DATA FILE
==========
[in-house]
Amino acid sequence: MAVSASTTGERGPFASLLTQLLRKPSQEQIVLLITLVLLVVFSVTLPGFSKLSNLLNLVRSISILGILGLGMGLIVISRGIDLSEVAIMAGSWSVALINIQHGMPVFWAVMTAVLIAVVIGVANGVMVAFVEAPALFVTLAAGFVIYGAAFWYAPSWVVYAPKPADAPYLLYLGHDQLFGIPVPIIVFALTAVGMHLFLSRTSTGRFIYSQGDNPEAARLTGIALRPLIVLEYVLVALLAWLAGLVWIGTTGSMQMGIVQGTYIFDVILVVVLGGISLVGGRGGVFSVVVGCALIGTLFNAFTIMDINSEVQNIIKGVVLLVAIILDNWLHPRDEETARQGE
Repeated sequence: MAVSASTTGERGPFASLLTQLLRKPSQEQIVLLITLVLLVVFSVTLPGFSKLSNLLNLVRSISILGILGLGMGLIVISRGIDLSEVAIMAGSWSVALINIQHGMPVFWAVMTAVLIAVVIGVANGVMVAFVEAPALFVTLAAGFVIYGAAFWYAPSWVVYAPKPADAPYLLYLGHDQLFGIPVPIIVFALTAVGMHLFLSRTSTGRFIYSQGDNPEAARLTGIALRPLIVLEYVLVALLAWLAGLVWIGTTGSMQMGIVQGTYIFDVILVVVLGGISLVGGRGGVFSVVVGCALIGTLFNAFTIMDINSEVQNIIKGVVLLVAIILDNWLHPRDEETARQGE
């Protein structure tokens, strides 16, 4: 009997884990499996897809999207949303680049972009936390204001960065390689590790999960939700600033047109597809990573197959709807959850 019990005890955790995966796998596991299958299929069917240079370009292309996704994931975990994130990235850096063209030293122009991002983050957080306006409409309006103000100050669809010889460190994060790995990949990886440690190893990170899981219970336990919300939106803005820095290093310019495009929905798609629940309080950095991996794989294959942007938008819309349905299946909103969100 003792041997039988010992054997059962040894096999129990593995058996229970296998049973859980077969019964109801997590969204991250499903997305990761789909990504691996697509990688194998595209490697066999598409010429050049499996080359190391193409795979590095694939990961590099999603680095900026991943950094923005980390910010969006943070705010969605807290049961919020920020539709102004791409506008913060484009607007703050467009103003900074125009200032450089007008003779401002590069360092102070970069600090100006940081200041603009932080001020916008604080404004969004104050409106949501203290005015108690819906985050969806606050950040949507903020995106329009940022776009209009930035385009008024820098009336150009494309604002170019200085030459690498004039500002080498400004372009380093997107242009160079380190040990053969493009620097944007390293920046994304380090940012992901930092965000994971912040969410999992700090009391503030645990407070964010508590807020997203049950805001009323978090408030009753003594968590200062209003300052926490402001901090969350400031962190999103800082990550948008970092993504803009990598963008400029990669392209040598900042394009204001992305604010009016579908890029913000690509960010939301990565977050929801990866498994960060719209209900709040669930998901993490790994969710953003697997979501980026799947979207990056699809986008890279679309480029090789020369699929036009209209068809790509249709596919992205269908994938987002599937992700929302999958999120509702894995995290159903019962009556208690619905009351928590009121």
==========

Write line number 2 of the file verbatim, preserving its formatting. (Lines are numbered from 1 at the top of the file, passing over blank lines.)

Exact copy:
Amino acid sequence: MAVSASTTGERGPFASLLTQLLRKPSQEQIVLLITLVLLVVFSVTLPGFSKLSNLLNLVRSISILGILGLGMGLIVISRGIDLSEVAIMAGSWSVALINIQHGMPVFWAVMTAVLIAVVIGVANGVMVAFVEAPALFVTLAAGFVIYGAAFWYAPSWVVYAPKPADAPYLLYLGHDQLFGIPVPIIVFALTAVGMHLFLSRTSTGRFIYSQGDNPEAARLTGIALRPLIVLEYVLVALLAWLAGLVWIGTTGSMQMGIVQGTYIFDVILVVVLGGISLVGGRGGVFSVVVGCALIGTLFNAFTIMDINSEVQNIIKGVVLLVAIILDNWLHPRDEETARQGE